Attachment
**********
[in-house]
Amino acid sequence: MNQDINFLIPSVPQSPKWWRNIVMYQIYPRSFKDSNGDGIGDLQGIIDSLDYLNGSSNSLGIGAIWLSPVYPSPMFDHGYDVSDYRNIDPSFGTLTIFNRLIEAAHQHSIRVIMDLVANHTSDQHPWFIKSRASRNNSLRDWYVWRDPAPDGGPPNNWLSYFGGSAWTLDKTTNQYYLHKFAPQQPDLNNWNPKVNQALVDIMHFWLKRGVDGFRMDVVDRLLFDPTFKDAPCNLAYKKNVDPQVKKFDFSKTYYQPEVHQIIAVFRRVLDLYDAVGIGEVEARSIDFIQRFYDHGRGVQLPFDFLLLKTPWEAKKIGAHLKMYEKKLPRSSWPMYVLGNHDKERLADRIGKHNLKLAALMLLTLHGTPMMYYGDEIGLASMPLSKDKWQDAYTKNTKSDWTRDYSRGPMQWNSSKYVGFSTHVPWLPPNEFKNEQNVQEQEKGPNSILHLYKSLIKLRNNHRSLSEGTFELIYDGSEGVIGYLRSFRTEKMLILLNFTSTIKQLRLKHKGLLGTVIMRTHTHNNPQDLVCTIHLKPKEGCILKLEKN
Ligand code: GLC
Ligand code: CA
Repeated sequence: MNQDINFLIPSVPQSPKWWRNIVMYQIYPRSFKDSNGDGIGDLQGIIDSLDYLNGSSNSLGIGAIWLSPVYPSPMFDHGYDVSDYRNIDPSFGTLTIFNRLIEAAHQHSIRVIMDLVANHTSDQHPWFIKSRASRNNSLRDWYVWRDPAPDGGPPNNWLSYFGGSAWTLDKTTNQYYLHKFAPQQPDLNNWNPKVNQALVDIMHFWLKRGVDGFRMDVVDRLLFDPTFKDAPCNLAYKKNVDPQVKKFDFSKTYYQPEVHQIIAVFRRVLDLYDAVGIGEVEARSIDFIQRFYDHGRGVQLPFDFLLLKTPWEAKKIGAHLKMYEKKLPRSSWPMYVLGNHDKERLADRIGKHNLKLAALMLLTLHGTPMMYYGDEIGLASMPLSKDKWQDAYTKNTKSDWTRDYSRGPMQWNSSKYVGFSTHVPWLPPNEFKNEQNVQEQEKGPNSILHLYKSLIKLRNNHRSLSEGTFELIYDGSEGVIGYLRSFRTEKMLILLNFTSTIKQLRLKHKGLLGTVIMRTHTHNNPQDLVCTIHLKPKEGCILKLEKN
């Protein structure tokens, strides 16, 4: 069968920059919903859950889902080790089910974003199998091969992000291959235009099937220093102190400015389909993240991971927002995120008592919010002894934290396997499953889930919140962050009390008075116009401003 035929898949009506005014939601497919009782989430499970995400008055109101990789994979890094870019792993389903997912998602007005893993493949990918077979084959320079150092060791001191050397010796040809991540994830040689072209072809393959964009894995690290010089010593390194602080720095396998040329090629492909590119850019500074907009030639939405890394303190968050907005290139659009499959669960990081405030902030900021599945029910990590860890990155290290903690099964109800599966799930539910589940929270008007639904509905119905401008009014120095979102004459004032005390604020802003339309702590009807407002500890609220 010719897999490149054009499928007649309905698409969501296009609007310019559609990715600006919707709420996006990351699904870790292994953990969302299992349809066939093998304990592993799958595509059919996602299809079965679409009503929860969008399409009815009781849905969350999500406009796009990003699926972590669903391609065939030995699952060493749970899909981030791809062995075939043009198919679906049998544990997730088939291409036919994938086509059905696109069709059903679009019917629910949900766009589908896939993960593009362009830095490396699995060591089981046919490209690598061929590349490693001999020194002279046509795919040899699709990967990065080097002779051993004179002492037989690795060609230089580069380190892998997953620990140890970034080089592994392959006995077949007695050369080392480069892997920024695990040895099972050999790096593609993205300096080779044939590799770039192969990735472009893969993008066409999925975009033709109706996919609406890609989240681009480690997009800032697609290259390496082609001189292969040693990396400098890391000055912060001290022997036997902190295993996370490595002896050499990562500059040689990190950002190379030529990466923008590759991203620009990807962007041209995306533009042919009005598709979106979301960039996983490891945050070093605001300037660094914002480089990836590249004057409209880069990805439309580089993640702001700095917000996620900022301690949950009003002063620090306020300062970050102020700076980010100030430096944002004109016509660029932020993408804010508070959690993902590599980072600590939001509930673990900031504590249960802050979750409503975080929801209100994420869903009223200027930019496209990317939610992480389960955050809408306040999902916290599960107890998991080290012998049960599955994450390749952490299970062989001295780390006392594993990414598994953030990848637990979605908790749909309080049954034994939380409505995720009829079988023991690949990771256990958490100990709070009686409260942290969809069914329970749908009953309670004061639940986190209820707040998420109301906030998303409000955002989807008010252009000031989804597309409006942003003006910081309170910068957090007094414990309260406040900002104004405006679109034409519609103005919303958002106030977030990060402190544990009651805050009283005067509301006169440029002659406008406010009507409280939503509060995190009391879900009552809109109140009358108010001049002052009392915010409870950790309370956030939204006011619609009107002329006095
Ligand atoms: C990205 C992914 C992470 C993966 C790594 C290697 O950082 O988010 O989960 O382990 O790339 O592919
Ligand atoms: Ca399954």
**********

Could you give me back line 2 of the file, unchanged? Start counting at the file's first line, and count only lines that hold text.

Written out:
Amino acid sequence: MNQDINFLIPSVPQSPKWWRNIVMYQIYPRSFKDSNGDGIGDLQGIIDSLDYLNGSSNSLGIGAIWLSPVYPSPMFDHGYDVSDYRNIDPSFGTLTIFNRLIEAAHQHSIRVIMDLVANHTSDQHPWFIKSRASRNNSLRDWYVWRDPAPDGGPPNNWLSYFGGSAWTLDKTTNQYYLHKFAPQQPDLNNWNPKVNQALVDIMHFWLKRGVDGFRMDVVDRLLFDPTFKDAPCNLAYKKNVDPQVKKFDFSKTYYQPEVHQIIAVFRRVLDLYDAVGIGEVEARSIDFIQRFYDHGRGVQLPFDFLLLKTPWEAKKIGAHLKMYEKKLPRSSWPMYVLGNHDKERLADRIGKHNLKLAALMLLTLHGTPMMYYGDEIGLASMPLSKDKWQDAYTKNTKSDWTRDYSRGPMQWNSSKYVGFSTHVPWLPPNEFKNEQNVQEQEKGPNSILHLYKSLIKLRNNHRSLSEGTFELIYDGSEGVIGYLRSFRTEKMLILLNFTSTIKQLRLKHKGLLGTVIMRTHTHNNPQDLVCTIHLKPKEGCILKLEKN